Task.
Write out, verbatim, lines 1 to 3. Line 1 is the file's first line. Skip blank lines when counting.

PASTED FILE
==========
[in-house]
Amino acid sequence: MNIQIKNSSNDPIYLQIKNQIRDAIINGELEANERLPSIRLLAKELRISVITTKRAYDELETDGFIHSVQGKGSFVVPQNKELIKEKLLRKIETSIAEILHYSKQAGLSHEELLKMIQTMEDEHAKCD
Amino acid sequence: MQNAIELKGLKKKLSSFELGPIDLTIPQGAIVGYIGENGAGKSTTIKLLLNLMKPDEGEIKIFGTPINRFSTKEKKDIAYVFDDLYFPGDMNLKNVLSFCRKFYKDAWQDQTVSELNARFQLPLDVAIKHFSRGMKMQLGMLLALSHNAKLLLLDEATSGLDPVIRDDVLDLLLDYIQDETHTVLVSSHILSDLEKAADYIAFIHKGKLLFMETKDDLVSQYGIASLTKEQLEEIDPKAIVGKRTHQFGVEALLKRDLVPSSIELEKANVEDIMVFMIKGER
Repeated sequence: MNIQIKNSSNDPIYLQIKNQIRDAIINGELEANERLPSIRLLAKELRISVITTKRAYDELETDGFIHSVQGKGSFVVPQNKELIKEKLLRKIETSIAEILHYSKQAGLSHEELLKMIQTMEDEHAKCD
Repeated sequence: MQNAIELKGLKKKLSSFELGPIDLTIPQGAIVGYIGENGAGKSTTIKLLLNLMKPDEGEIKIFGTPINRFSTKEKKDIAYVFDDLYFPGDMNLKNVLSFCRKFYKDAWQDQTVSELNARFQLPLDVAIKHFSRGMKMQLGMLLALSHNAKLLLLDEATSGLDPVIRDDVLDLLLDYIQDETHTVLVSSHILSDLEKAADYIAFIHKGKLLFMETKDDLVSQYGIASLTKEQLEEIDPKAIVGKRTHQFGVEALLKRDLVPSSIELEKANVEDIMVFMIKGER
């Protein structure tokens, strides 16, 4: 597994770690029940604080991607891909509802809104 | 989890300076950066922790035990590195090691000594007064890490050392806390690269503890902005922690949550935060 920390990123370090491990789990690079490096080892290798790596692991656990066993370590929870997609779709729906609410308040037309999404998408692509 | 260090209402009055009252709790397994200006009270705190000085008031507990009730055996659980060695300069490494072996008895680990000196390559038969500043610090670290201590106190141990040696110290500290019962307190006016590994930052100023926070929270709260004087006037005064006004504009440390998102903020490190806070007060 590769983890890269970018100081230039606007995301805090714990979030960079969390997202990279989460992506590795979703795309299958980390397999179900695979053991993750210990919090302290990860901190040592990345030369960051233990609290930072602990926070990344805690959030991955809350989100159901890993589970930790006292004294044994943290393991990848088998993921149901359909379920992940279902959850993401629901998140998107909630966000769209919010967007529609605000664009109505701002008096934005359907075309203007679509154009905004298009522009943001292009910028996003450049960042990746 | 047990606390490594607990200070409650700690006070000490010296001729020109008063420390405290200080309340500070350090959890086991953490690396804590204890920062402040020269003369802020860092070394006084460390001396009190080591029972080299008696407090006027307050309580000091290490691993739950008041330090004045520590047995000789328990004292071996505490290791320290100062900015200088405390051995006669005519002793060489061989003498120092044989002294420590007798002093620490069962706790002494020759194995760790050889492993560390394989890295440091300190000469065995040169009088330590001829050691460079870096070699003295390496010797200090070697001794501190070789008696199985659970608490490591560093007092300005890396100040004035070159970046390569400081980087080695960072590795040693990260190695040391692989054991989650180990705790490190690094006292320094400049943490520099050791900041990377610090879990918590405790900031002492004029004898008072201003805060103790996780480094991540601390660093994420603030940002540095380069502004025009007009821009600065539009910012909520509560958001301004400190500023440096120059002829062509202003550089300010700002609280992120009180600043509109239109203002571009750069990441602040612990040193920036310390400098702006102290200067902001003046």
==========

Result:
[in-house]
Amino acid sequence: MNIQIKNSSNDPIYLQIKNQIRDAIINGELEANERLPSIRLLAKELRISVITTKRAYDELETDGFIHSVQGKGSFVVPQNKELIKEKLLRKIETSIAEILHYSKQAGLSHEELLKMIQTMEDEHAKCD
Amino acid sequence: MQNAIELKGLKKKLSSFELGPIDLTIPQGAIVGYIGENGAGKSTTIKLLLNLMKPDEGEIKIFGTPINRFSTKEKKDIAYVFDDLYFPGDMNLKNVLSFCRKFYKDAWQDQTVSELNARFQLPLDVAIKHFSRGMKMQLGMLLALSHNAKLLLLDEATSGLDPVIRDDVLDLLLDYIQDETHTVLVSSHILSDLEKAADYIAFIHKGKLLFMETKDDLVSQYGIASLTKEQLEEIDPKAIVGKRTHQFGVEALLKRDLVPSSIELEKANVEDIMVFMIKGER